CISSP, which stands for Certified Information Systems Security Professional, is a certification offered through (ISC)2 (The International Information System Security Certification Consortium), an international nonprofit dedicated to improving information security worldwide.
Why Become a CISSP?
In contrast with the CISM certification, which is more focused on the managerial aspects of information security within a company, the CISSP is more technically-focused. It equips you to deal with real cybersecurity risks in the workplace and, in the end, indicates that an you can design, implement, and maintain an information security program in a business.
The CISSP Certification is especially designed for those working in the following job fields, among others:
- Security Analyst
- Security Consultant
- IT Director
- Network Architect
- Security Systems Engineer
While there are many benefits to becoming a CISSP, one of the top reasons to consider this certification involves upward mobility and visibility in your career. And according to ISC(2), the CISSP certification can “improve your job security, create new opportunities for you or even increase your salary.”
How do You Become a CISSP?
The path to becoming a CISSP is fairly straightforward, but it is a multi-step process. In order to be certified you must pass an exam, have the requisite work experience, and have your application endorsed.
The CISSP Exam
The CISSP exam is a multiple-choice CAT exam offered at Pearson VUE Testing Centers. It covers eight fundamental domains of information security, listed and weighted approximately on the exam as follows:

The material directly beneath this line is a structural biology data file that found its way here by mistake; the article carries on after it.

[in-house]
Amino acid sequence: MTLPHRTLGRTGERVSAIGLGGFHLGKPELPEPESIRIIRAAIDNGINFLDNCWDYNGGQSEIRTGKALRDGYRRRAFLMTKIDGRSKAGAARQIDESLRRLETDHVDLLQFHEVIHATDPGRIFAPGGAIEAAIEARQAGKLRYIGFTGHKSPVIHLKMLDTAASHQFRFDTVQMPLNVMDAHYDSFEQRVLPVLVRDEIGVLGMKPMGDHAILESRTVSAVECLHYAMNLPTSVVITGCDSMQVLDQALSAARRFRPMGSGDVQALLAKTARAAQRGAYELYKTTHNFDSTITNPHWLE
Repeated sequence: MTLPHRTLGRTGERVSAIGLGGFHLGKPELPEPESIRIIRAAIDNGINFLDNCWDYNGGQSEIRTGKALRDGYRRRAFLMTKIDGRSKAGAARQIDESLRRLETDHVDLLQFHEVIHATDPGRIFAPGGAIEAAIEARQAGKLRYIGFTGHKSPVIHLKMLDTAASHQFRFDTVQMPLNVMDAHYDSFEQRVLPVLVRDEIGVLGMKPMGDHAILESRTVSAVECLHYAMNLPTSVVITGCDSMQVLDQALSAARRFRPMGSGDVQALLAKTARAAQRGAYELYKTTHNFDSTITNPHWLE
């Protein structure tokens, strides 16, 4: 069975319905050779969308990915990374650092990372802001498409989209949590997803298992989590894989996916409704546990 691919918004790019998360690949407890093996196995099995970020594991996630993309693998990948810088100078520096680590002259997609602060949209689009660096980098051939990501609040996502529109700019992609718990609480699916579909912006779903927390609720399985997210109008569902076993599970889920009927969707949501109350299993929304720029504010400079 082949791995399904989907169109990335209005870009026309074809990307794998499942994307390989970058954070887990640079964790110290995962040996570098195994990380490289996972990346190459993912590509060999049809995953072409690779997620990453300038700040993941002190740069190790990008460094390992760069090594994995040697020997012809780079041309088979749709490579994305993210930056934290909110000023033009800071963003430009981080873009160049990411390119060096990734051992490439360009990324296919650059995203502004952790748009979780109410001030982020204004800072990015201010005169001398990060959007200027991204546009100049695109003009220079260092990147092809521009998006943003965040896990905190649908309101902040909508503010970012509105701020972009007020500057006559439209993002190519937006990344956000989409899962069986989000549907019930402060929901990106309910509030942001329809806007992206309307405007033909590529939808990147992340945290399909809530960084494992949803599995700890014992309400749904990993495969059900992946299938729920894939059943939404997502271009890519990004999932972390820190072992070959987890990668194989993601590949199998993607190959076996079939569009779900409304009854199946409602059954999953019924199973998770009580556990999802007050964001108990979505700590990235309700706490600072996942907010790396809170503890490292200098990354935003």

- Domain 1: Security and Risk Management (15%)
- Domain 2: Asset Security (10%)
- Domain 3: Security Architecture and Engineering (13%)
- Domain 4: Communication and Network Security (14%)
- Domain 5: Identity and Access Management (13%)
- Domain 6: Security Assessment and Testing (12%)
- Domain 7: Security Operations (13%)
- Domain 8: Software Development Security (10%)
In order to get your CISSP certification, you must have at least 5 years of full-time work experience in at least two of the eight CISSP domains–which, you’ll recognize, are the same domains as those tested on the CISSP exam:
- Domain 1: Security and Risk Management
- Domain 2: Asset Security
- Domain 3: Security Architecture and Engineering
- Domain 4: Communication and Network Security
- Domain 5: Identity and Access Management
- Domain 6: Security Assessment and Testing
- Domain 7: Security Operations
- Domain 8: Software Development Security
If you don’t have the required work experience before you take the CISSP exam, there’s still an option for you– anyone who takes the CISSP exam without having the work experience beforehand becomes an Associate of ISC(2). That gives you six years to complete the requisite five years of work experience.
(ISC)2 Code of Ethics and Endorsement
Once you pass the exam, assuming you have already completed the requisite work experience, you have nine months to complete your CISSP certification. This means that you need to agree to follow ISC(2)’s code of ethics and have your (ISC)2 application endorsed by an (ISC)2 member who is a certified professional. This endorsement means that your work experience is considered satisfactory.
Maintaining Your CISSP Certification
After you’ve completed your CISSP certification and are operating as a full CISSP, you need to maintain your certification. This means re-certifying every three years, which requires three things:
- Following the (ISC)2 Code of Ethics
- Paying the annual $85 maintenance fee
- Earning and submitting 40 continuing professional education hours each year, for a total of 120 hours over the three years
These continuing education hours can come from a variety of sources, including (ISC)2-sponsored live worldwide and online seminars.